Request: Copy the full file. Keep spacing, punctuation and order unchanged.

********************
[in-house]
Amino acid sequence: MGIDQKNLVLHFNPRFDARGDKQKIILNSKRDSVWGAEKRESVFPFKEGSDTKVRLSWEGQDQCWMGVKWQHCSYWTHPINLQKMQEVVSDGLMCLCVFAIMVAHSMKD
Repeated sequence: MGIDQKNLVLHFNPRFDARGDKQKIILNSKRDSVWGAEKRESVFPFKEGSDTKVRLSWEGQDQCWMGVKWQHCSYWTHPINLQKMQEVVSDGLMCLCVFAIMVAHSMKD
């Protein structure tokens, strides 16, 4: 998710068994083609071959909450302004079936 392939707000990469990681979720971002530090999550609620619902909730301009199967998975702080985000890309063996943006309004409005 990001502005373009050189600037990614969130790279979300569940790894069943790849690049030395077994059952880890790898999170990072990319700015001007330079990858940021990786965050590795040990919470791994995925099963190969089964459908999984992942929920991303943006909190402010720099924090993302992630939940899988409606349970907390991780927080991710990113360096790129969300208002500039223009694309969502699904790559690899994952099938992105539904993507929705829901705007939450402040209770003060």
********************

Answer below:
[in-house]
Amino acid sequence: MGIDQKNLVLHFNPRFDARGDKQKIILNSKRDSVWGAEKRESVFPFKEGSDTKVRLSWEGQDQCWMGVKWQHCSYWTHPINLQKMQEVVSDGLMCLCVFAIMVAHSMKD
Repeated sequence: MGIDQKNLVLHFNPRFDARGDKQKIILNSKRDSVWGAEKRESVFPFKEGSDTKVRLSWEGQDQCWMGVKWQHCSYWTHPINLQKMQEVVSDGLMCLCVFAIMVAHSMKD
């Protein structure tokens, strides 16, 4: 998710068994083609071959909450302004079936 392939707000990469990681979720971002530090999550609620619902909730301009199967998975702080985000890309063996943006309004409005 990001502005373009050189600037990614969130790279979300569940790894069943790849690049030395077994059952880890790898999170990072990319700015001007330079990858940021990786965050590795040990919470791994995925099963190969089964459908999984992942929920991303943006909190402010720099924090993302992630939940899988409606349970907390991780927080991710990113360096790129969300208002500039223009694309969502699904790559690899994952099938992105539904993507929705829901705007939450402040209770003060």